Here’s my solution to the landfill mountain of plastic coffee cups: bring your own

A coffee house is not a destination of choice to spend hours of enjoyment. It’s been reduced to a calling point, where busy people queue to get fuel, leaving clutching huge containers of liquid as if they were badges of merit

Janet Street-Porter
Friday 18 March 2016 19:09 GMT
The Environment Minister has suggested that a coffee cup tax could work in a similar manner to the recently introduced plastic bag tax
The Environment Minister has suggested that a coffee cup tax could work in a similar manner to the recently introduced plastic bag tax (Getty)

Forget designer handbags. For the past few years, the must-have accessory for both sexes is a large plastic-coated coffee cup. This ugly object announces to the world: “I’m not one of life’s loafers, I’ve got places to go, people to see.”

Once, coffee houses were where Johnson and Pepys spent hours catching up on gossip, where merchants did business and met important contacts. Now, a coffee house is where yummy mummies park jumbo buggies (emergency nappies available for any mishaps) for mid-morning chats, while a silent army of wannabe workers stare at screens, furiously tapping away.

A coffee house is not a destination of choice to spend hours of enjoyment. It’s been reduced to a calling point, where busy people queue to get fuel, leaving clutching huge containers of liquid as if they were badges of merit. Competition is fierce to win our allegiance. You can’t just pick any chain – it’s got to be one that “respects” the planet, whose beans were tended by properly paid workers, and which is “committed to recycling”. Coffee has stopped being about a simple shot of caffeine. Now it comes with a political message and a yucky picture on the froth, served by smiley baristas who claim to care about our day.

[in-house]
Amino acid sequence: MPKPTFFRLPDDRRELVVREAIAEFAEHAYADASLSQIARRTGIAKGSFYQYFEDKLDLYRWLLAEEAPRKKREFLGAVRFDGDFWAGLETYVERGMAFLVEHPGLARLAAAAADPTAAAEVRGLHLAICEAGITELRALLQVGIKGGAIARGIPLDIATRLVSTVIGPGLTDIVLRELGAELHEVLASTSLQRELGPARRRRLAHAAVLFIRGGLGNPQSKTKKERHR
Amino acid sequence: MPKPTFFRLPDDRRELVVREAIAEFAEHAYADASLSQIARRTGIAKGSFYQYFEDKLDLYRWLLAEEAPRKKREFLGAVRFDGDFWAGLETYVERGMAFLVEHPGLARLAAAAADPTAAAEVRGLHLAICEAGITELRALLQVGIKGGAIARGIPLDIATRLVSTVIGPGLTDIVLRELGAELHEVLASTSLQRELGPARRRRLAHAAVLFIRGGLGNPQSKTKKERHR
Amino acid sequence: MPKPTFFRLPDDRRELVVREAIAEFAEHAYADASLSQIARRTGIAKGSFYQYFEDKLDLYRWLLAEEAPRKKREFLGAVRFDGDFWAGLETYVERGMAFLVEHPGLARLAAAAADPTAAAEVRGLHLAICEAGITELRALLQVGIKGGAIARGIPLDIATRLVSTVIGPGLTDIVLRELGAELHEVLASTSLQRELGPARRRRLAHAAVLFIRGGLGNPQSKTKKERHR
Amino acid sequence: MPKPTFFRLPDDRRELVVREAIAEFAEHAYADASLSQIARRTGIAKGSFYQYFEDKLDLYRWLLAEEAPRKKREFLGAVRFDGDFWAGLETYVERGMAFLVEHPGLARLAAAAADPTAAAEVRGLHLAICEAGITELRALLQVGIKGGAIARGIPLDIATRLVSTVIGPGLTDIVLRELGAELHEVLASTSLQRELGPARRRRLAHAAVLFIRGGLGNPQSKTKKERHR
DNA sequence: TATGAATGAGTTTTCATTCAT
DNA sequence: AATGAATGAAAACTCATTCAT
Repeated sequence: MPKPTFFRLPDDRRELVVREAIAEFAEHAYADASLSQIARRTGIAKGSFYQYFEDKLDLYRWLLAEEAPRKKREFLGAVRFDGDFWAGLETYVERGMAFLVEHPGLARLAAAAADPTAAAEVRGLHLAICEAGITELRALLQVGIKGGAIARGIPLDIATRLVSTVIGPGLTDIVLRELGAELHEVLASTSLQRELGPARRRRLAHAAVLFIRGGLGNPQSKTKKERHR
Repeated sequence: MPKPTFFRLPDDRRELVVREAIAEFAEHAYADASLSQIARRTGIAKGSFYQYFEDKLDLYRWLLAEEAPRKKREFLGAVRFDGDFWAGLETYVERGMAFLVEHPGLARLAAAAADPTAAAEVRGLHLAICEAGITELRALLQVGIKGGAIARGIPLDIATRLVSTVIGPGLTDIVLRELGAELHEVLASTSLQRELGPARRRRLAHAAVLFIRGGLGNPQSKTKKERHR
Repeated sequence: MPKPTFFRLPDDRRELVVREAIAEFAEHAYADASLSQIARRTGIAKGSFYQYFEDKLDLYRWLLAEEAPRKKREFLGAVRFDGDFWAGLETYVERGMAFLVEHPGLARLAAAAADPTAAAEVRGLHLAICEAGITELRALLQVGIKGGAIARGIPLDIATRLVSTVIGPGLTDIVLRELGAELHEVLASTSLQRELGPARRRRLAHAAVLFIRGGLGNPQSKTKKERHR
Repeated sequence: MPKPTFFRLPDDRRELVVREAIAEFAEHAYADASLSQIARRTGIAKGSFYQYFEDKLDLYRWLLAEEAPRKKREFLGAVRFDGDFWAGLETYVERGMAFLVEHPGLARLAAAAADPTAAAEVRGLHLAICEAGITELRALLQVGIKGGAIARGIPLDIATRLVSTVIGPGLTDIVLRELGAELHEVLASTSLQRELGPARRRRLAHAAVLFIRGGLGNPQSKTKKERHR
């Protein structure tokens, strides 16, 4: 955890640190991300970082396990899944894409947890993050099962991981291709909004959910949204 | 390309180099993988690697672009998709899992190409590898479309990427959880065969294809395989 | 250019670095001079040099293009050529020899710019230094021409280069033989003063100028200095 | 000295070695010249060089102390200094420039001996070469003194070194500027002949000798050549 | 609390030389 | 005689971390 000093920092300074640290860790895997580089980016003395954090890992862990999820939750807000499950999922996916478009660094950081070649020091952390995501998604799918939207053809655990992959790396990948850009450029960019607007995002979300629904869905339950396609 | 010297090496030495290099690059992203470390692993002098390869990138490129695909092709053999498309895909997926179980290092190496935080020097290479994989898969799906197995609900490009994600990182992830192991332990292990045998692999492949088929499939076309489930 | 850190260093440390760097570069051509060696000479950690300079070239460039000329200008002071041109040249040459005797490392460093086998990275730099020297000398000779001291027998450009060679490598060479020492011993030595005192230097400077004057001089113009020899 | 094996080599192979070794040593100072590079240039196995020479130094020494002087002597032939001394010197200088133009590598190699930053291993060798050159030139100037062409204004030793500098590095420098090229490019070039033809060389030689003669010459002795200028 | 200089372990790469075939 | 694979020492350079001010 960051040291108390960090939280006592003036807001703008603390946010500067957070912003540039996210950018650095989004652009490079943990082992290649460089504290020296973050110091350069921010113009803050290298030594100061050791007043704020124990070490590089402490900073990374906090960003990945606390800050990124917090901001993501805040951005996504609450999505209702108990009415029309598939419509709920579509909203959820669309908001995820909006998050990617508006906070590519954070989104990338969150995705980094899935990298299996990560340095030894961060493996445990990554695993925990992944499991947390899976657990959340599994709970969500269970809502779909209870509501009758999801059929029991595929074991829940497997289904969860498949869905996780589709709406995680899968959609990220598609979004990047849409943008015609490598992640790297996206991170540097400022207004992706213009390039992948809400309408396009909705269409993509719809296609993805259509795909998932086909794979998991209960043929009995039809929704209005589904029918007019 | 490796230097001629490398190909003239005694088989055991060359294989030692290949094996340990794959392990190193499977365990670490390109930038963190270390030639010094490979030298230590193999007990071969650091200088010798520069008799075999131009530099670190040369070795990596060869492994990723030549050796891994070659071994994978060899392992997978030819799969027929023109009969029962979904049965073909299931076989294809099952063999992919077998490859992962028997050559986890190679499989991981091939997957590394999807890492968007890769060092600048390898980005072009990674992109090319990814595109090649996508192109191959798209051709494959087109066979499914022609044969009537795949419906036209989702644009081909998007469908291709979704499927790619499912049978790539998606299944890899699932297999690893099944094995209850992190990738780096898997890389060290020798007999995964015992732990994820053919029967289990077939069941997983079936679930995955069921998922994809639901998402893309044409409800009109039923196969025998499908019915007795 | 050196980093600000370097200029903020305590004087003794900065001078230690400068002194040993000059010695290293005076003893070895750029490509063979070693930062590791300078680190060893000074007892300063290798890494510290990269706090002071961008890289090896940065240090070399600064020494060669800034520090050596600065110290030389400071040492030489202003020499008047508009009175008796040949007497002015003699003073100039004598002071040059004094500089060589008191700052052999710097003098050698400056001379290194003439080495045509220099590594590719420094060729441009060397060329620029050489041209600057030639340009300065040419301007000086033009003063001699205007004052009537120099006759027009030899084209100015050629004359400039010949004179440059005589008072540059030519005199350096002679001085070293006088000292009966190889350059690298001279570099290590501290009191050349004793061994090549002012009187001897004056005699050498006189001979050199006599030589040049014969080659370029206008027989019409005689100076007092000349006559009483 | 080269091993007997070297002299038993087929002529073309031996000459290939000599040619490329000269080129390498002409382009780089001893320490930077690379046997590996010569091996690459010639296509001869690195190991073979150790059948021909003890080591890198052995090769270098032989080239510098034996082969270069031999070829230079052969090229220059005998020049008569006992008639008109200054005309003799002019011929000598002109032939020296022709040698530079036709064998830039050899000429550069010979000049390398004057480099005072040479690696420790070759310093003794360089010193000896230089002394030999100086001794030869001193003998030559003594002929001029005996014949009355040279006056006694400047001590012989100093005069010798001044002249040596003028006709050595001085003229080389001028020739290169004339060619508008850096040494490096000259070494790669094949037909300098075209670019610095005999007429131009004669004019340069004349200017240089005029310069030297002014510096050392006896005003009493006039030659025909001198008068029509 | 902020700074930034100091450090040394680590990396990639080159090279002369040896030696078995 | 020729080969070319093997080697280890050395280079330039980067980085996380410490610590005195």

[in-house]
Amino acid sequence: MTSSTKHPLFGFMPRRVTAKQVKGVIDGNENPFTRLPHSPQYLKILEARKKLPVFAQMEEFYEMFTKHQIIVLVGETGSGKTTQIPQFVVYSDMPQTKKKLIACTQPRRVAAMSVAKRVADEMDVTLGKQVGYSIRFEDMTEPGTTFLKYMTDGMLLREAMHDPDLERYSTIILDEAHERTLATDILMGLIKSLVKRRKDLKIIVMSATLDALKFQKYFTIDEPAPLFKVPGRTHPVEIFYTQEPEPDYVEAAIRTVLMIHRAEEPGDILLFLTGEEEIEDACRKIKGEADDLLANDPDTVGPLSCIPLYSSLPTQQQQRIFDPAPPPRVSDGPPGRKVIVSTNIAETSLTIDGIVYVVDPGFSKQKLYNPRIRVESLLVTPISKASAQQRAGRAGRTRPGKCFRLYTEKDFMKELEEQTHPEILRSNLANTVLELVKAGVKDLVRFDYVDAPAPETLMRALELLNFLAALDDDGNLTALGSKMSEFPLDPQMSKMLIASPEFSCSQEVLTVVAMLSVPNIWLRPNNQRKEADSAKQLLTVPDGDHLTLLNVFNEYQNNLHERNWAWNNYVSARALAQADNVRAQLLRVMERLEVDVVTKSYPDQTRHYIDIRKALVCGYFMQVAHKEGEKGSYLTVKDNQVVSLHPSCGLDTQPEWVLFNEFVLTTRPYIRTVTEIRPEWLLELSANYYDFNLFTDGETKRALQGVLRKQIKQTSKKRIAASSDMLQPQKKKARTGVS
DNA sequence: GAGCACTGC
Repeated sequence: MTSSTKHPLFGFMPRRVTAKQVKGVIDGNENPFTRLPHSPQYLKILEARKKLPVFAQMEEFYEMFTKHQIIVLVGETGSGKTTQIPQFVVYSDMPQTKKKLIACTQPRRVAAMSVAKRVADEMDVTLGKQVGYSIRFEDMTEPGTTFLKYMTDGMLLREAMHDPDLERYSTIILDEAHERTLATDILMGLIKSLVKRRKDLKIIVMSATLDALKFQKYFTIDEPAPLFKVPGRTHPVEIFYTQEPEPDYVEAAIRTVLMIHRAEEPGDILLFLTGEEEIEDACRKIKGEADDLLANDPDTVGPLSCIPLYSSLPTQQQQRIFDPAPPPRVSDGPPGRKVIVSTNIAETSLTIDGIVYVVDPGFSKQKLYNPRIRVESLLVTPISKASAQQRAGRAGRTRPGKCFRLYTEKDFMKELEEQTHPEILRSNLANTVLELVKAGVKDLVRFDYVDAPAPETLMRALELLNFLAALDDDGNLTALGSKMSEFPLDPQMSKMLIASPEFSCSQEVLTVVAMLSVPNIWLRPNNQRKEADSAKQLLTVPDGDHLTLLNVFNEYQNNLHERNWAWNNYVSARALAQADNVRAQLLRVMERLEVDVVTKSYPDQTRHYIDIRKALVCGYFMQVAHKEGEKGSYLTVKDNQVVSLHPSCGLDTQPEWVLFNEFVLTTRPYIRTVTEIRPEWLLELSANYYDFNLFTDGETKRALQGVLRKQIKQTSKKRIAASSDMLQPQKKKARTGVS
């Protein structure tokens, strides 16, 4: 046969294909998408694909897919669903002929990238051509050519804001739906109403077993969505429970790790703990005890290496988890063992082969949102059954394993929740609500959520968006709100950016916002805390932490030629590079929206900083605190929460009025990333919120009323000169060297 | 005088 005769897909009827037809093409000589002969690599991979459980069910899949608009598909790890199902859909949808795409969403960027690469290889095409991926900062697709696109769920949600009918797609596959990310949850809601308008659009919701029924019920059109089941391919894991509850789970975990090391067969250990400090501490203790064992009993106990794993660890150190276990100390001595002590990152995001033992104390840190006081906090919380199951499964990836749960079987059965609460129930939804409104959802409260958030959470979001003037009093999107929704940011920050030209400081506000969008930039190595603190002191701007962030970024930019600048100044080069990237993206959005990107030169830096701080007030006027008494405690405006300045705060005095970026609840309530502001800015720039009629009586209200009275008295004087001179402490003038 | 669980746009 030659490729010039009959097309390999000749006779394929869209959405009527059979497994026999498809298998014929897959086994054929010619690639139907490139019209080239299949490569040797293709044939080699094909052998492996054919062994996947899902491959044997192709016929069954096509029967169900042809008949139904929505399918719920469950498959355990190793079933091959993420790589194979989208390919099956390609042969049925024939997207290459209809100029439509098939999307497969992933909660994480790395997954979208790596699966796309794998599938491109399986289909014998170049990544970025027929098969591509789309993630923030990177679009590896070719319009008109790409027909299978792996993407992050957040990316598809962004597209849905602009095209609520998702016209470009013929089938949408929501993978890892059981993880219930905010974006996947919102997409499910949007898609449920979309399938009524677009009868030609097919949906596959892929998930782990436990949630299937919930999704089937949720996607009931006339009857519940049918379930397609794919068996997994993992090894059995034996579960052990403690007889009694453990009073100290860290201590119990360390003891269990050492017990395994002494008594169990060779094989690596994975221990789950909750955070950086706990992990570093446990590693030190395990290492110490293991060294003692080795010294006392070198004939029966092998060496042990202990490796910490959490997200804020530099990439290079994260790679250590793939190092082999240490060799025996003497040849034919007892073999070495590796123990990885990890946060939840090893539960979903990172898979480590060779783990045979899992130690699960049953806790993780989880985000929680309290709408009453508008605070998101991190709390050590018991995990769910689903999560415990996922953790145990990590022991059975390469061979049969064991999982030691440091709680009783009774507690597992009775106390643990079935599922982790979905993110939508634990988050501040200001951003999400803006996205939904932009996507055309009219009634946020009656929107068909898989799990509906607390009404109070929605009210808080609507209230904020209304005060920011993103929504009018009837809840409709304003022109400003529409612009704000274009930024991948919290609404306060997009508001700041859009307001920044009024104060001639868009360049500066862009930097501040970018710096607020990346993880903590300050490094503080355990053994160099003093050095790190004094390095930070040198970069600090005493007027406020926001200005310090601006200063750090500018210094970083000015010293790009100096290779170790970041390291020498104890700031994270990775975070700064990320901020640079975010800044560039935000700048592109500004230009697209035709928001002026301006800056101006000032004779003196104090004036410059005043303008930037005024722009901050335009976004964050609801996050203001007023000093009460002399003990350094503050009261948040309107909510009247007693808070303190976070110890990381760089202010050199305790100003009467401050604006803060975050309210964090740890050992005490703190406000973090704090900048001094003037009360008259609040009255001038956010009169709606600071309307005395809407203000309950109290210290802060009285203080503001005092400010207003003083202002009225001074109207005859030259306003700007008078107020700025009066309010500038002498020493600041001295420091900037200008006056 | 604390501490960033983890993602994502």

Yet the shocking fantasy of politically correct coffee was exposed this week, when it emerged that those cups proudly emblazoned with the recycling symbol are anything but. Their polythene-coated interior can be processed only in specialist plants, and of the seven million cups that are used every day, almost all (99 per cent) will end up in landfill.

After this scandal was exposed by environmentalists, companies rushed to claim they were not guilty. Costa announced that, unlike its rivals, its cups were accepted in mixed paper recycling – an assertion that was swiftly demolished by experts, who stated categorically that it was incorrect. Hugh Fearnley-Whittingstall called Costa’s statements “greenwash of the worst and most cynical kind”.

We have an extremely ambivalent attitude to environmental issues. Weight-watching walkers clutch small plastic water bottles for any toddle of more than 100 yards. They are fighting flab and decimating the planet at the same time. I don’t care if they are recycling the same bottle every day; they should never have bought one in the first place. Instead of simply taxing sugar, the Government should tax all plastic bottles and coffee containers that can’t be recycled with household waste.

But I digress: the point is that the UK is on track to miss EU targets of recycling 50 per cent of domestic waste by 2020. We have improved our recycling rates by only 3.6 per cent since 2010. There’s a very simple way to drink coffee without harming the planet: it involves using something called a cup, which usually has a handle. You can wash it up and reuse it for years. Isn’t that marvellous?

For several months now, I’ve made a large cafetière of coffee each morning. I drink one cup and then carry the rest to work in another fantastic gadget called a vacuum flask. Everyone who smells my coffee (imported Italian roast beans) wants some. I smile smugly, knowing I am the true environmentalist in the room – and, unlike any of the major coffee chains, I am not basing my tax affairs outside the UK.